Aldebaran - α Tauri (alpha Tauri)
Aldebaran, also designated as α Tauri (alpha Tauri), is a variable and multiple giant star in the constellation of Taurus.
Aldebaran visual magnitude is 0.85, making it the 13th brightest star in the sky. Thanks to its high brightness, Aldebaran is clearly visible when observed from locations with dark skyes, and should be also quite easily visible from light polluted areas.
The table below summarizes the key facts about Aldebaran:
Celestial coordinates and finder chart of Aldebaran
Aldebaran is situated close to the celestial equator, as such, it is at least partly visible from both hemispheres in certain times of the year. Celestial coordinates for the J2000 equinox as well as galactic coordinates of Aldebaran are provided in the following table:
The simplified sky map below shows the position of Aldebaran in the sky:
Visibility of Aldebaran from your location
Digitized Sky Survey image of Aldebaran
The image below is a photograph of Aldebaran from the Digitized Sky Survey 2 (DSS2 - see the credits section) taken in the red channel. The area of sky represented in the image is 0.5x0.5 degrees (30x30 arcmins). The proper motion of Aldebaran is 0.063 arcsec per year in Right Ascension and -0.19 arcsec per year in Declination and the associated displacement for the next 1000 years is represented with the red arrow.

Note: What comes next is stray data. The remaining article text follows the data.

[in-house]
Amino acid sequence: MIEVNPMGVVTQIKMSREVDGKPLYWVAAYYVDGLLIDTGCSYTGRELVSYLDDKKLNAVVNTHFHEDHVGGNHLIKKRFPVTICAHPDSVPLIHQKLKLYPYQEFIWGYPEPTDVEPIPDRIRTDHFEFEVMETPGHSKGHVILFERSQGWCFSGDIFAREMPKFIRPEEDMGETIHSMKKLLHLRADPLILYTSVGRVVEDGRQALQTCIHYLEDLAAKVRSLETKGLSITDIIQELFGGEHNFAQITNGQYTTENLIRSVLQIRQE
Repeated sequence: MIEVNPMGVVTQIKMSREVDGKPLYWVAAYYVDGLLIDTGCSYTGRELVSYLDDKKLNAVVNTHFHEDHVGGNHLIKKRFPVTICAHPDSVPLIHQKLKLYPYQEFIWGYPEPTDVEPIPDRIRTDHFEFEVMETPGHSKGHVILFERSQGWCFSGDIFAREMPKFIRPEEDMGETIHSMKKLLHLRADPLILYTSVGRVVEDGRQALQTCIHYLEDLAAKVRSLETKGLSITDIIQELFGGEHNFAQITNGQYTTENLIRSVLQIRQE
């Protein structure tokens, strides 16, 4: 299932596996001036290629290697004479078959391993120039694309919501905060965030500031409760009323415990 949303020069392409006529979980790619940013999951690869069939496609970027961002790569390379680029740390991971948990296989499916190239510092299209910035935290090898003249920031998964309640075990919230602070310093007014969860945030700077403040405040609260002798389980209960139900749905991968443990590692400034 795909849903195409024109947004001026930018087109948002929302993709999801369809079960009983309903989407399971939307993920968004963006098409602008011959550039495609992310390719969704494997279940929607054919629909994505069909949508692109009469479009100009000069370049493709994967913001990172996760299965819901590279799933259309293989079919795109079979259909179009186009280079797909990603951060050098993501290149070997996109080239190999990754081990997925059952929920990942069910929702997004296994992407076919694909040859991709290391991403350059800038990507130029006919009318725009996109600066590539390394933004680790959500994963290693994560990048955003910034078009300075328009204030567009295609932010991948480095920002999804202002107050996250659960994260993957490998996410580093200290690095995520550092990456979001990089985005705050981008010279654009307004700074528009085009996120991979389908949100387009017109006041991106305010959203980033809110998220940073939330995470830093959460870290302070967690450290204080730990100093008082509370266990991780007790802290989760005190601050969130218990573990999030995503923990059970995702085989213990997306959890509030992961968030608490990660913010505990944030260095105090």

Distance of Aldebaran from the Sun and relative movement
Aldebaran is distant 65.08 light years from the Sun and it is moving far from the Sun at the speed of 54 kilometers per second.
Spectral properties of Aldebaran
Aldebaran belongs to spectral class K5 and has a luminosity class of III corresponding to a giant star.
The red dot in the diagram below shows where Aldebaran is situated in the Hertzsprung–Russell diagram.
Aldebaran star system properties
Aldebaran is a visual double star which can be observed only with the help of very large telescopes. The table below shows key information about the Aldebaran double sysyem: